I is the embryonic condi tion.

bs, Blood sinus.

L is the condition of outgrowth with gl, gill lamellae.

A is the condition of insinking of the sternal surface and consequent enclosure of the lamelligerous surface of the appendage in a chamber with narrow orifice - the pulmonary air - holding chamber.

pi, Pulmonary lamellae. bs, Blood sinus.

(After Kingsley.) to it from the bases of the surrounding limbs and from the dorsal carapace and from the pharynx. It consists of an oblong plate 2 in. in length and i in breadth, with a pair of tendinous outgrowths standing out from it at right angles on each side. It " floats " between the prosomatic nerve centres and the alimentary canal. In each somite of the mesosoma is a small, free entosternite having a similar position, but below or ventral to the nerve cords, and having a smaller number of muscles attached to it. The entosternite was probably in origin part of the fibrous connective tissue lying close to the integument of the sternal surface - giving attachment to muscles corresponding more or less to those at present attached to it. It became isolated and detached, why or with what advantage to the organism it is difficult to say, and at that period of Arachnidan development the great ventral nerve cords occupied a more lateral position than they do at present. We know that such a lateral position of the nerve cords preceded the median position in both Arthropoda and Chaetopoda. Subsequently to the floating off of the entosternite the approximation of the nerve cords took place in the prosoma, and thus they were able to take up a position below the entosternite. In the mesosoma the approximation had occurred before the entosternites were formed.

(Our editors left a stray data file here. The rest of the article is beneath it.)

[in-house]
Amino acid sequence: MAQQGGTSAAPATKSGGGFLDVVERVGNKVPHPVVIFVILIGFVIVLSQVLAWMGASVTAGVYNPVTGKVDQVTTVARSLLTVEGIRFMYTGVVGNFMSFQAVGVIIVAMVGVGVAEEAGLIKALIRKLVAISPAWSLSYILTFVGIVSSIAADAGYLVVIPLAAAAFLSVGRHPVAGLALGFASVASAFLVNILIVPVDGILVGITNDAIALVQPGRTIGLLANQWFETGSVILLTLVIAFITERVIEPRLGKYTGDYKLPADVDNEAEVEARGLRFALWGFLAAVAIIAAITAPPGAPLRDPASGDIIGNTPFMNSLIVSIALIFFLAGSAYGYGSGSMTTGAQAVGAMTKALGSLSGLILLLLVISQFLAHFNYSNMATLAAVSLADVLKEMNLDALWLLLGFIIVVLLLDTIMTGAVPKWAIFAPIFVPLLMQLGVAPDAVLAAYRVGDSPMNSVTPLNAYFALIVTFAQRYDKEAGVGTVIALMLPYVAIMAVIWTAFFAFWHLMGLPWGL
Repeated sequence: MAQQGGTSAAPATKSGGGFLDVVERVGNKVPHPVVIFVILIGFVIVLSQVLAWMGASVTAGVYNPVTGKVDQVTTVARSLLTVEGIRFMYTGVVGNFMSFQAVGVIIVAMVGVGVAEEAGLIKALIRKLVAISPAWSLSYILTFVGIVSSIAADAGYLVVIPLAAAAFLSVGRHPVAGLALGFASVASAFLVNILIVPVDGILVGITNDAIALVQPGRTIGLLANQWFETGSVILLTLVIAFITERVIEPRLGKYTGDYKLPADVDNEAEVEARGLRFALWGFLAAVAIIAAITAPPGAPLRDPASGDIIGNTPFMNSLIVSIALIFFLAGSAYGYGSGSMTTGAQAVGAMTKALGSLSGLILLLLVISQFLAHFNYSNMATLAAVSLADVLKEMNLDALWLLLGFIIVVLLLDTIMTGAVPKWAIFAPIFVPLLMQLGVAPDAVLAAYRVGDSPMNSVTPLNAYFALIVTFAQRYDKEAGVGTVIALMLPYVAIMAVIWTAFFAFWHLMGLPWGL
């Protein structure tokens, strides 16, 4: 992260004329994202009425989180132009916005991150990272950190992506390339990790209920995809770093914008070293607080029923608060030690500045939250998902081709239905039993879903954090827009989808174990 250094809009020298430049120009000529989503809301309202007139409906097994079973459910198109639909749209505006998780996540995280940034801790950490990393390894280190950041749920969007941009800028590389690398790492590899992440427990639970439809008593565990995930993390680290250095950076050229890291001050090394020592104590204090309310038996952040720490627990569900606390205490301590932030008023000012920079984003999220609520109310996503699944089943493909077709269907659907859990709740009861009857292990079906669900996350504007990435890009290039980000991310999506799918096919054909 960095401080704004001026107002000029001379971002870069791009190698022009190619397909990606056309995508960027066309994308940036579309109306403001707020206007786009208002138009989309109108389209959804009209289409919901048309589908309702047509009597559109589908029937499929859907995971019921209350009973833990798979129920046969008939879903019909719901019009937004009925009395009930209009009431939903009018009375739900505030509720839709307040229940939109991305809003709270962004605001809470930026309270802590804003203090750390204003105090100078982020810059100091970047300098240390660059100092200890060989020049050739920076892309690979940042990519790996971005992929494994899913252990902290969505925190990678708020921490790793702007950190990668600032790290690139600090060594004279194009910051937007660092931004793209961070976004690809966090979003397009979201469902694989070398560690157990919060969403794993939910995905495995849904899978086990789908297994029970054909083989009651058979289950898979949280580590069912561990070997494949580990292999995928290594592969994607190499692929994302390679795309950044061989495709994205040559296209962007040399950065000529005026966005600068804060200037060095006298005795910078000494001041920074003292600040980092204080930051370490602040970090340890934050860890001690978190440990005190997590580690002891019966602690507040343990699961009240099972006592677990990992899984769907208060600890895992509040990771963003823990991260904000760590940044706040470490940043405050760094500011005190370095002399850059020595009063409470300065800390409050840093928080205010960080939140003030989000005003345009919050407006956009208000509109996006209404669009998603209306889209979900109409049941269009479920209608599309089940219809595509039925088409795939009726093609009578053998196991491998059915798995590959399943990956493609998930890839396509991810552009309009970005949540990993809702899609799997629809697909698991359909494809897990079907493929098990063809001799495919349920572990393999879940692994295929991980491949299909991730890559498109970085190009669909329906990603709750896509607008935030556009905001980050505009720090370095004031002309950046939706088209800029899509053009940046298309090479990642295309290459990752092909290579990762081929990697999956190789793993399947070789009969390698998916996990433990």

In the scorpion (figs. 3 and 4) the entosternite has tough membrane - like outgrowths or genital somite. which connect it with the IX, The second mesosomatic somite body-wall, both dorsally and or pectiniferous somite. ventrally forming an oblique X to XIII, The four pulmoniferous diaphragm, cutting off the somites. cavity of the prosoma from XIV, The first metasomatic somite. that of the mesosoma. It was (After Brauer, Zeitsch. wiss. Zool. vol. lix., described by Newport as " the 1895.) diaphragm." Only the central and horizontal parts of this structure correspond precisely to the entosternite of Limulus: the right and left anterior processes(marked ap in figs. 3 and 4, and RAP, LAP, in figs. I and 2) correspond in the two animals, and the median lateral process imp of the scorpion represents the tendinous outgrowths ALR, PLR of Limulus. The scorpion's entosternite gives rise to outgrowths, besides the great posterior flaps, pf, which form the diaphragm, unrepresented in Limulus. These are a ventral arch forming a neural canal through which the great nerve cords pass (figs. 3 and 4, snp ), and further a dorsal gastric canal and arterial canal which transmit the alimentary tract and the dorsal artery respectively (figs. 3 and 4, GC, DR). In Limulus small entosternites are found in each somite of the appendage-bearing mesosoma, and we find in Scorpio, in the only somite of the mesosoma which has a welldeveloped pair of appendages, that of the pectens, a small entosternite with ten pairs of muscles inserted into it. The supra-pectinal entosternite lies ventral to the nerve cords.

In Mygale (figs. 5 and 6) the form of the entosternite is more like that of Limulus than is that of Scorpio. The anterior notch Ph.N. is similar to that in Limulus, whilst the imbricate triangular pieces of the posterior median region resemble the similarlyplaced structures of Limulus in a striking manner.